The U.S. Chief of Naval Operations on October 10, 1995, supposedly released this transcript1 of a radio conversation between a U.S. Navy ship and a Canadian source off the coast of Newfoundland in the fall of 1995. It is undoubtedly an urban legend.
- Navy: Please divert your course 15 degrees to the north to avoid a collison.
- Civilian: Recommend you divert your course 15 degrees to the south to avoid a collision.
- Navy: This is the Captain of a U.S. Navy ship. I say again, divert your course.
- Civilian: No. I say again, you divert your course.
- Navy: This is the Aircraft Carrier Enterprise.2 We are a large warship of the U.S. Navy. Divert your course now!
- Civilian: This is a lighthouse.3 Your call.
1MSG#H0000115020ecb52EMHS, according to http://www.thisisvermont.com/funny/ego.html
2The "aircraft carrier General Custer," according to http://www.marinedata.co.uk/mbm/over5.html, "THE AIRCRAFT CARRIER USS MISSOURI," according to http://is.dal.ca/~amckie/radio.html, "the battleship USS Missouri," according to a source that is no longer on line, "A US NAVY FRIGATE," according to http://www.timefold.com/stdmsgs/humor/semaphor.txt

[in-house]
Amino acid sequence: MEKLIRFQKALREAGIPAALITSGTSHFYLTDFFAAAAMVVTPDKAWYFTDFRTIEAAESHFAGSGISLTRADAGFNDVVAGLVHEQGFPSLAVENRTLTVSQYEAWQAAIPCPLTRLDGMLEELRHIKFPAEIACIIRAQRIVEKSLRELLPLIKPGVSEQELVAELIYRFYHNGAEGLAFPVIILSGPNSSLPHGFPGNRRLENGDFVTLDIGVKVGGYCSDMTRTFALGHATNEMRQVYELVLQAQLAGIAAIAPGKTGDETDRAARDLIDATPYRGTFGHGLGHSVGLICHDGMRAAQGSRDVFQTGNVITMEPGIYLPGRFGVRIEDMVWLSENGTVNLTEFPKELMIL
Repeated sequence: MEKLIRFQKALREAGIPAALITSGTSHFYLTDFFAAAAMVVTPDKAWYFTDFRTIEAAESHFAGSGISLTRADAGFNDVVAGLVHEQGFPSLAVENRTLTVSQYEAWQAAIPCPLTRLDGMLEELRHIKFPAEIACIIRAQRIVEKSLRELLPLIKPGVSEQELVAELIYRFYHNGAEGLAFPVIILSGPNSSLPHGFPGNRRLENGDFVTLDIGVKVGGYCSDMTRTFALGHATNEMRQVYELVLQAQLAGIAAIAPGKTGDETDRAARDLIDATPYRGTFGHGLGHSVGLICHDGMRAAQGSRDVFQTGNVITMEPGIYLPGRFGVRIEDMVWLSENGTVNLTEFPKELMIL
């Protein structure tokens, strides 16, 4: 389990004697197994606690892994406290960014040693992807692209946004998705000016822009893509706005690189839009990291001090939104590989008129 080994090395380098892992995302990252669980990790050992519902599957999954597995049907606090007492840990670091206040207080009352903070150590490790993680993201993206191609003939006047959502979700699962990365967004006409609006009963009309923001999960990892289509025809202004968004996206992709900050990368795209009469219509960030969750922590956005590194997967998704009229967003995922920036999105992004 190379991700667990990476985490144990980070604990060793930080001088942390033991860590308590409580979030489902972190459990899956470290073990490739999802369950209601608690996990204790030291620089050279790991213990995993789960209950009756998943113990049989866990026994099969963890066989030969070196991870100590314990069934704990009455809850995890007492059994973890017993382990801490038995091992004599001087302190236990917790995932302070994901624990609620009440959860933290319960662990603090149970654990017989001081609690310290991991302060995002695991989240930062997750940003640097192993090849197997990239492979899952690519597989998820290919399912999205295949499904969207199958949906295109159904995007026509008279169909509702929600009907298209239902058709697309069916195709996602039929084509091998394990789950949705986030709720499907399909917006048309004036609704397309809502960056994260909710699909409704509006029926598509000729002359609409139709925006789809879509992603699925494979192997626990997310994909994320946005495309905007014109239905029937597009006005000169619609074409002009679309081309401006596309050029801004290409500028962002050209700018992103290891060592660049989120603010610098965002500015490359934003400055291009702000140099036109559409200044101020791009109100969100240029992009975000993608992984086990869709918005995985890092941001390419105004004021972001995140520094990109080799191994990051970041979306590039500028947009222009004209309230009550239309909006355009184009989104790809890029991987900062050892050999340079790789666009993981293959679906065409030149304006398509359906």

3The " Pudget Sound lighthouse," according to http://icarus.uic.edu/~azathoth/humor/lighthouse.html and other sources, also spelled "Puget Sound."
"It turns out that the Navy story about the aircraft carrier Enterprise and the lighthouse is in fact a very old urban legend.... As an alert reader pointed out, the Enterprise/lighthouse story has probably been floating around (no pun intended) since the days of Lord Nelson and the HMS Victory. This, of course, explains why Nelson won the Battle of Trafalgar ... he had air support from the aircraft carrier Enterprise." Source: [email protected] at http://www.yale.edu/engineering/eng-info/msg00047.html
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